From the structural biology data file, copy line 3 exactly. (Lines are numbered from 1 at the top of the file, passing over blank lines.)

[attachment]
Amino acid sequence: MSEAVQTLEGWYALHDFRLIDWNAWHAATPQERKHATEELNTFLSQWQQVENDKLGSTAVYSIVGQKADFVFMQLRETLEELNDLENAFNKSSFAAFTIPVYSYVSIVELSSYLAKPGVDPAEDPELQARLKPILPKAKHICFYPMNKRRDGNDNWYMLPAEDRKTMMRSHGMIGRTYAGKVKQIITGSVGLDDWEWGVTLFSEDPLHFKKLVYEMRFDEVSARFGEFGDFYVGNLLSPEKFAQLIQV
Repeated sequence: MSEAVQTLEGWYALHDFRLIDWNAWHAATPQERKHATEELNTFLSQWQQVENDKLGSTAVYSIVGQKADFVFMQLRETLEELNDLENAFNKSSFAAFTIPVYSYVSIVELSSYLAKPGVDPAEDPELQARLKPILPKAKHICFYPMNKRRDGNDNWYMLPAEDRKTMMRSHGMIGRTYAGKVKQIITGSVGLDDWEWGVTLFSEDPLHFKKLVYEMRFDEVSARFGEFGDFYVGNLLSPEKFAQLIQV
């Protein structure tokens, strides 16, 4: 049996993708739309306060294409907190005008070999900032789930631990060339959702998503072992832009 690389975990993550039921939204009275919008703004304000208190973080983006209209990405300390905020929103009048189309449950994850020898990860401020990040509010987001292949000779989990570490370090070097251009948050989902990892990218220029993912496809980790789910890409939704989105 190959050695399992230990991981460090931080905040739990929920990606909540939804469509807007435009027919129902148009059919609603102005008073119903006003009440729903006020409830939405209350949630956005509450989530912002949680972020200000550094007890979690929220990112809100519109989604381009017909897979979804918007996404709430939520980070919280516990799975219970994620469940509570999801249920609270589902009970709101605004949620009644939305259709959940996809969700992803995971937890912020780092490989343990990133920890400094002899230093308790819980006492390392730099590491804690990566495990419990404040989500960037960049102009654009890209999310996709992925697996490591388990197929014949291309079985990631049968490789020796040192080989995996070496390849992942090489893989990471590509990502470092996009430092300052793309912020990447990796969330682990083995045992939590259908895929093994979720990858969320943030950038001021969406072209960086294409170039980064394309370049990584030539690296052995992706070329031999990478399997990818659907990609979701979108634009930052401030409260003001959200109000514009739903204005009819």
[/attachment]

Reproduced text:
């Protein structure tokens, strides 16, 4: 049996993708739309306060294409907190005008070999900032789930631990060339959702998503072992832009 690389975990993550039921939204009275919008703004304000208190973080983006209209990405300390905020929103009048189309449950994850020898990860401020990040509010987001292949000779989990570490370090070097251009948050989902990892990218220029993912496809980790789910890409939704989105 190959050695399992230990991981460090931080905040739990929920990606909540939804469509807007435009027919129902148009059919609603102005008073119903006003009440729903006020409830939405209350949630956005509450989530912002949680972020200000550094007890979690929220990112809100519109989604381009017909897979979804918007996404709430939520980070919280516990799975219970994620469940509570999801249920609270589902009970709101605004949620009644939305259709959940996809969700992803995971937890912020780092490989343990990133920890400094002899230093308790819980006492390392730099590491804690990566495990419990404040989500960037960049102009654009890209999310996709992925697996490591388990197929014949291309079985990631049968490789020796040192080989995996070496390849992942090489893989990471590509990502470092996009430092300052793309912020990447990796969330682990083995045992939590259908895929093994979720990858969320943030950038001021969406072209960086294409170039980064394309370049990584030539690296052995992706070329031999990478399997990818659907990609979701979108634009930052401030409260003001959200109000514009739903204005009819």